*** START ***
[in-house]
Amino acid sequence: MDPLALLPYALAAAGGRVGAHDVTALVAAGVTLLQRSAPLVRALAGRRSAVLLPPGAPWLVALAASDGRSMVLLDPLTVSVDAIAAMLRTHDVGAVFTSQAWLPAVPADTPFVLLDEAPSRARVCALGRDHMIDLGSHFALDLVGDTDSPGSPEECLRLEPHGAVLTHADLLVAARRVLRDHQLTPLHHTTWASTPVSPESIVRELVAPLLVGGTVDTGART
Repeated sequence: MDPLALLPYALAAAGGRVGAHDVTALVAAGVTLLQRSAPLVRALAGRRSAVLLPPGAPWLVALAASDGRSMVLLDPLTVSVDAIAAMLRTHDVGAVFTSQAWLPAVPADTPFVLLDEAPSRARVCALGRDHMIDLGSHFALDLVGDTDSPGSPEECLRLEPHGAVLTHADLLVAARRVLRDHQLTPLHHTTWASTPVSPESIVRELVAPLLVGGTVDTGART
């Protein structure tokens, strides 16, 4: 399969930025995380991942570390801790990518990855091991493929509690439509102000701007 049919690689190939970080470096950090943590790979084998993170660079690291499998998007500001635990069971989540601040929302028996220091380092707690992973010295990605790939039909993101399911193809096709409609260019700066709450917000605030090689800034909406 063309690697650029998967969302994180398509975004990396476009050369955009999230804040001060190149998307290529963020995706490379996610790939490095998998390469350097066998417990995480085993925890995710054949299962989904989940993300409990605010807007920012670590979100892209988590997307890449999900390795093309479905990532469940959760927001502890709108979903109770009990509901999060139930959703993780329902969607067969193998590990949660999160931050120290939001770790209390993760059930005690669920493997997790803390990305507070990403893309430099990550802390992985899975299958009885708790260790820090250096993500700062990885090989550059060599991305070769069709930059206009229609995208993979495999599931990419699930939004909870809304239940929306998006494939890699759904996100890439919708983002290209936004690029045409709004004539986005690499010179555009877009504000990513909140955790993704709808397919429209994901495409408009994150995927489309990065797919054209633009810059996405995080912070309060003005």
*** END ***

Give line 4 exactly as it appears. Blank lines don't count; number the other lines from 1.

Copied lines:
């Protein structure tokens, strides 16, 4: 399969930025995380991942570390801790990518990855091991493929509690439509102000701007 049919690689190939970080470096950090943590790979084998993170660079690291499998998007500001635990069971989540601040929302028996220091380092707690992973010295990605790939039909993101399911193809096709409609260019700066709450917000605030090689800034909406 063309690697650029998967969302994180398509975004990396476009050369955009999230804040001060190149998307290529963020995706490379996610790939490095998998390469350097066998417990995480085993925890995710054949299962989904989940993300409990605010807007920012670590979100892209988590997307890449999900390795093309479905990532469940959760927001502890709108979903109770009990509901999060139930959703993780329902969607067969193998590990949660999160931050120290939001770790209390993760059930005690669920493997997790803390990305507070990403893309430099990550802390992985899975299958009885708790260790820090250096993500700062990885090989550059060599991305070769069709930059206009229609995208993979495999599931990419699930939004909870809304239940929306998006494939890699759904996100890439919708983002290209936004690029045409709004004539986005690499010179555009877009504000990513909140955790993704709808397919429209994901495409408009994150995927489309990065797919054209633009810059996405995080912070309060003005």